Despite a record breaking 15.5% growth in GDP across Q3 2019, the UK economy was 8.2% per cent smaller than it was before the pandemic at the end of September. That’s also before the second national lockdown came into effect, which will likely stall growth according to the chancellor Rishi Sunak. With it being harder than ever for brands and marketers to plan for the long term, many are turning to the allure of optimised, cost-effective performance marketing channels for their 2021 planning, but the case for brand optimising is as strong as it ever was for brands looking to grow their long-term profitability.
Released last week, WARC’s Marketer Toolkit 2021 (compiled from a global survey of marketing executives) had some notable insights with 70% of respondents reporting budget cuts to brand advertising as well as significant cuts to sponsorships/partnerships. On the flip side, 70% of respondents reported plans to increase investment in online video, as well as 64% on mobile. Arguably, these figures might also reflect the acceleration of e-commerce growth and not just the cost-effective promise of traditional activation channels such as digital, but the figures ultimately indicate a tilt towards activation marketing at the expense of brand marketing.
Activation channels such as online video will appeal to marketing executives in a year where profitability is likely to be key concern, but balancing the ratio of brand and activation marketing towards the latter often leads to a decline in Share of Voice, which is highly correlated with Share of Market. Peter Field reviewed marketing strategies from the 2008 recession, and found that businesses with Excess Share of Voice – the difference between a brand’s share of voice and a brand’s share of market – reported 5 times as many large business effects (such as profit, share and penetration) and 4.5 times the annual market share growth. Field goes on to argue that unless absolutely necessary, brands looking to increase their long-term profitability beyond a recession shouldn’t cut their brand marketing spend.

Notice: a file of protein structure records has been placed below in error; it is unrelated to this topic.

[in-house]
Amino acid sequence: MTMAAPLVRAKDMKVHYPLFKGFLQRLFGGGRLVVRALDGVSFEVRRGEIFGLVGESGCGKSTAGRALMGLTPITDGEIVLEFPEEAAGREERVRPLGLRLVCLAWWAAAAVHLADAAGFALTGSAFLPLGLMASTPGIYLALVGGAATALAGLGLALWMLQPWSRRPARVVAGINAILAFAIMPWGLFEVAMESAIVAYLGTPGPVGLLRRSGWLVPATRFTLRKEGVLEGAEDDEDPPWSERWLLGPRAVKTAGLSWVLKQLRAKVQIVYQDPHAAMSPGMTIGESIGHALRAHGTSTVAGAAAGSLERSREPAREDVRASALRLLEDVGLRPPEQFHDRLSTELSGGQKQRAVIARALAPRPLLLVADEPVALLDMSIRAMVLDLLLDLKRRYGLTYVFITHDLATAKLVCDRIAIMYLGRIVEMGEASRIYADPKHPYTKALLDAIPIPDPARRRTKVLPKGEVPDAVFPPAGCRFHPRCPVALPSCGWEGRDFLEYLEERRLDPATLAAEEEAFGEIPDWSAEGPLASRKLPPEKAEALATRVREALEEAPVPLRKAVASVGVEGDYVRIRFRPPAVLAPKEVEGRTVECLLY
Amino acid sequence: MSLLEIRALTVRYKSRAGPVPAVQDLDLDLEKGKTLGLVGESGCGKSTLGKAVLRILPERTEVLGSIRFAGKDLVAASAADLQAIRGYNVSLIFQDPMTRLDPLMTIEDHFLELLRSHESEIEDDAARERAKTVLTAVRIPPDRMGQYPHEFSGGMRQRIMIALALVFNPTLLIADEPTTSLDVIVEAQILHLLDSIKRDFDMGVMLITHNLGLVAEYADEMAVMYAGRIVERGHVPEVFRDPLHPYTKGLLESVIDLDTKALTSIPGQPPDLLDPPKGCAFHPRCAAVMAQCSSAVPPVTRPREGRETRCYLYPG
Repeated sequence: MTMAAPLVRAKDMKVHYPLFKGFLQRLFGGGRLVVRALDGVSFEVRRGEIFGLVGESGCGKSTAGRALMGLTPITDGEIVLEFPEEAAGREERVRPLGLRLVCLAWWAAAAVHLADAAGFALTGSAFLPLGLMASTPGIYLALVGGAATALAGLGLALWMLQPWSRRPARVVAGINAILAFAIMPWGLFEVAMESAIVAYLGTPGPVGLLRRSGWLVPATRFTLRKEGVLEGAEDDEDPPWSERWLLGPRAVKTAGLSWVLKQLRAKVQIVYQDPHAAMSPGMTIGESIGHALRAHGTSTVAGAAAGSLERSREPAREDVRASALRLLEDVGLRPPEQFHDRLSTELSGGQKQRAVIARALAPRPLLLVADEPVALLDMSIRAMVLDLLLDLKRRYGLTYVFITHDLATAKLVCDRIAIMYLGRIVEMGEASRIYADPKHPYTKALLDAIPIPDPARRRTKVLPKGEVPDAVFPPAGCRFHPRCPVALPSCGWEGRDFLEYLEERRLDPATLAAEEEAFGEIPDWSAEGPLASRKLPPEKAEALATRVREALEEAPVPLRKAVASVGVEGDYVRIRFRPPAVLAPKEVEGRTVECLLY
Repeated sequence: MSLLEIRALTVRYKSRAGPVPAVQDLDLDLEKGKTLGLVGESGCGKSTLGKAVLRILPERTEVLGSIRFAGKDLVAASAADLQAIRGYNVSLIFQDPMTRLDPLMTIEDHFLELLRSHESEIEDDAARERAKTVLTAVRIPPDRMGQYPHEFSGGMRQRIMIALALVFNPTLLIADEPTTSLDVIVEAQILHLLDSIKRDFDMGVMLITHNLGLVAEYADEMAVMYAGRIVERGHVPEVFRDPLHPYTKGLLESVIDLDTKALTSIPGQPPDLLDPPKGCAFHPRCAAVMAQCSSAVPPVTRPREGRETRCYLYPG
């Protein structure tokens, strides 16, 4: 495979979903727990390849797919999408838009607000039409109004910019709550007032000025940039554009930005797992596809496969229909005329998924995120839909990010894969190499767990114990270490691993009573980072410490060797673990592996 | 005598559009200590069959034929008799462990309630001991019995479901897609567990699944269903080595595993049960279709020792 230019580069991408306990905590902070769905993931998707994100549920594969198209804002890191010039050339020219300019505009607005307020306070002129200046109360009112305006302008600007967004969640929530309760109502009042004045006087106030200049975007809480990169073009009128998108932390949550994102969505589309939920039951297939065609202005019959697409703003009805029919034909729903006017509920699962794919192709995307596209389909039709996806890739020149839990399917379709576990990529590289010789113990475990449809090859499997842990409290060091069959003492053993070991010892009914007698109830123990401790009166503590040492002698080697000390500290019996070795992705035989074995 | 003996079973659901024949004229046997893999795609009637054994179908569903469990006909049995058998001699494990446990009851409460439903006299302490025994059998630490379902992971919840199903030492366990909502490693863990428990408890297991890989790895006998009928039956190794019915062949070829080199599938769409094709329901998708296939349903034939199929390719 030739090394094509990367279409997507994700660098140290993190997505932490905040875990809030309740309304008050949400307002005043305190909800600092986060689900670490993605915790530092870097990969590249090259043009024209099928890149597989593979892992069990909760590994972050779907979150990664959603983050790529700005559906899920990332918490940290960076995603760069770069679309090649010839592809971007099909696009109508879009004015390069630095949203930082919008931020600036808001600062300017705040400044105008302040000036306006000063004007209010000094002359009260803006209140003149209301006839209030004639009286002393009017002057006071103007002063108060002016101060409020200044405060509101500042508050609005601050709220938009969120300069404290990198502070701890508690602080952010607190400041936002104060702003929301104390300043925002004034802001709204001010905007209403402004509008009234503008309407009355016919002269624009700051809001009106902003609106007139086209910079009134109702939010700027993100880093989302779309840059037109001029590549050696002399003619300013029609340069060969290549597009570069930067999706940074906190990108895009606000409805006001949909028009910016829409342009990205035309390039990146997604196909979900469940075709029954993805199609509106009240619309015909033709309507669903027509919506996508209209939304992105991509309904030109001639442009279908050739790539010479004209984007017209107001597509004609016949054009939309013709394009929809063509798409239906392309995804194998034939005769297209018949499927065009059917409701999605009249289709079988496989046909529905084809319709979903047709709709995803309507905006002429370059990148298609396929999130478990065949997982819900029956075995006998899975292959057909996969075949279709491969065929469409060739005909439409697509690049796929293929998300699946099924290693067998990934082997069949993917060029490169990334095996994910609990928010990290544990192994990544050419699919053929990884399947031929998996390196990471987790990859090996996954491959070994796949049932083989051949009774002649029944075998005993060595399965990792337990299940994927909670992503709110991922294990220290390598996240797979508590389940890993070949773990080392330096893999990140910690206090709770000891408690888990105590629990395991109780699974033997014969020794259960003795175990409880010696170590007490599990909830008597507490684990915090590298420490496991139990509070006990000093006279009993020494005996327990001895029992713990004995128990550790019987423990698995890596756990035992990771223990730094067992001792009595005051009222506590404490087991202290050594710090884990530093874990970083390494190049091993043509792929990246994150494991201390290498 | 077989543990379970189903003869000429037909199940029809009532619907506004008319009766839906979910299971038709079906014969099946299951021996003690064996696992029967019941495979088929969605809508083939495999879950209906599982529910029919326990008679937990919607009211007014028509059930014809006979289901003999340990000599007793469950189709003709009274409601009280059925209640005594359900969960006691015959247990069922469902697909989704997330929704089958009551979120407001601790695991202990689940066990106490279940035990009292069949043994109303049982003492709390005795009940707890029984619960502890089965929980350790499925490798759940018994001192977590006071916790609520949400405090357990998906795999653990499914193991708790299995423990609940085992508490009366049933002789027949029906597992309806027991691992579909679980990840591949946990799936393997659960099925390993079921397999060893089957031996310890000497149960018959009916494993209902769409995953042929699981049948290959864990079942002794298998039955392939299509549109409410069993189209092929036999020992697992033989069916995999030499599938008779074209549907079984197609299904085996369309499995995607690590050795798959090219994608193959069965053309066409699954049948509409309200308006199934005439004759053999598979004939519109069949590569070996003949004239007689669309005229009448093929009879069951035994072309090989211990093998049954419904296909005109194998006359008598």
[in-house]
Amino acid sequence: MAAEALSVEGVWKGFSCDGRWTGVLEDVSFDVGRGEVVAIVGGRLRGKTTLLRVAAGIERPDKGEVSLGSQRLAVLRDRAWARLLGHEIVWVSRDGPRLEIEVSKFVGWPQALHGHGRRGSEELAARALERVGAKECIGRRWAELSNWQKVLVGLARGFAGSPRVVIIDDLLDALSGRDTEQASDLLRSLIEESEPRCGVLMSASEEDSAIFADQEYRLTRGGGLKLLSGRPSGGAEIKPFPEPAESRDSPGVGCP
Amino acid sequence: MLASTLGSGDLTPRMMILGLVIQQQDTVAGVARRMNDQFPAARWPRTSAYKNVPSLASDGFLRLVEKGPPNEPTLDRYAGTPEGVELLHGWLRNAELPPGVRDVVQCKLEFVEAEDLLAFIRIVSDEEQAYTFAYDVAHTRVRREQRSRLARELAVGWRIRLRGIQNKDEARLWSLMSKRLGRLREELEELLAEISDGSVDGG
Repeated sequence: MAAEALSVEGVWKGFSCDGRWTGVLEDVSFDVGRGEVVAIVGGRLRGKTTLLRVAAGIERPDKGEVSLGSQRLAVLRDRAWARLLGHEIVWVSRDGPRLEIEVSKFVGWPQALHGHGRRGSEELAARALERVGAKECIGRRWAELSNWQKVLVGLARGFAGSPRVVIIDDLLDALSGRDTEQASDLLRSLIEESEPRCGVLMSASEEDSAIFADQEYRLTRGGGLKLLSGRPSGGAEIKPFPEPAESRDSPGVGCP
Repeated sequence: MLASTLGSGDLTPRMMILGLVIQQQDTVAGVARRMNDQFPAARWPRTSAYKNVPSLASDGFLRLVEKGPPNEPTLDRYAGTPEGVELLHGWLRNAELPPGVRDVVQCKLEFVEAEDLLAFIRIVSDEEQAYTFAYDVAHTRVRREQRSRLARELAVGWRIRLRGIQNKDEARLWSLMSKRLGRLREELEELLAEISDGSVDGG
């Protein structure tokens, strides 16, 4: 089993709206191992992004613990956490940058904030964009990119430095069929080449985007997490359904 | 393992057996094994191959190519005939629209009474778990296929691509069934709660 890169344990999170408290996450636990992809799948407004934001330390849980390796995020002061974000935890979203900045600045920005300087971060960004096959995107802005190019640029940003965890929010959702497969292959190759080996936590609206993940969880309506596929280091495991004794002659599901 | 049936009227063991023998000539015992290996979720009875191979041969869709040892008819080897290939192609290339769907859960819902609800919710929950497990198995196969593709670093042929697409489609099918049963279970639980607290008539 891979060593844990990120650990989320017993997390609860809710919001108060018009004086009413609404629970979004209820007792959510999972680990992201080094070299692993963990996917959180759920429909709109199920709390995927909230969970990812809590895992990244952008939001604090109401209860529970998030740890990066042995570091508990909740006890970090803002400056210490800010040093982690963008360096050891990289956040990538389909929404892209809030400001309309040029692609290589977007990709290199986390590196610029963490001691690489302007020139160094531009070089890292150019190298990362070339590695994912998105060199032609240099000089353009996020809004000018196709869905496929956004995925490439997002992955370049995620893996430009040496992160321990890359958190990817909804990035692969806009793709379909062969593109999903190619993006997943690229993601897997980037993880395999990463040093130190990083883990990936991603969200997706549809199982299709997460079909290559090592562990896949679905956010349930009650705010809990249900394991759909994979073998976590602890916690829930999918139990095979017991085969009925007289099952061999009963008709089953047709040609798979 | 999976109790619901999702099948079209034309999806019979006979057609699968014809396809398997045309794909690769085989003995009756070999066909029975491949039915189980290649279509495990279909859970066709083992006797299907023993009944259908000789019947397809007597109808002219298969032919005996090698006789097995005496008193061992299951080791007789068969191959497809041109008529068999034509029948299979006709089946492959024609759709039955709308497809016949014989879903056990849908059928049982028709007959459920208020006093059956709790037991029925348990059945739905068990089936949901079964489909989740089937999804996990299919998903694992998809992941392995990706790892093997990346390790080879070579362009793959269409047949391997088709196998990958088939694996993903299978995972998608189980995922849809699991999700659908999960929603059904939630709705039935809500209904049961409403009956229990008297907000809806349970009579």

Of course, we should caveat that Field’s recommendations are contingent on the future behaving like the past – and though we are in a recession, we are in the first pandemic-based downturn of the modern age. The significance of this distinction was played out over the summer with the lifting of restrictions, which saw unprecedented growth in GDP with an enormous release of pent up demand – which is likely to happen again for the Christmas season come December 2nd. Naturally, this would make the case for brands to focus on direct-to-customer marketing strategies in the immediate term. Beyond Christmas however, tricky times lie ahead in 2021 and beyond with the triple threat of slower growth, the arrival of Brexit as well as possible tax increases to pay for the cost of Covid-19. This is where the lessons from the past are likely to become more relevant, and with advertisers planning to reduce brand marketing spend despite a strong “at-home” culture persisting into the new year, this could create a buyer’s market for ambitious brands looking to grow their market share beyond 2020 and Covid-19 through channels like TV and Radio.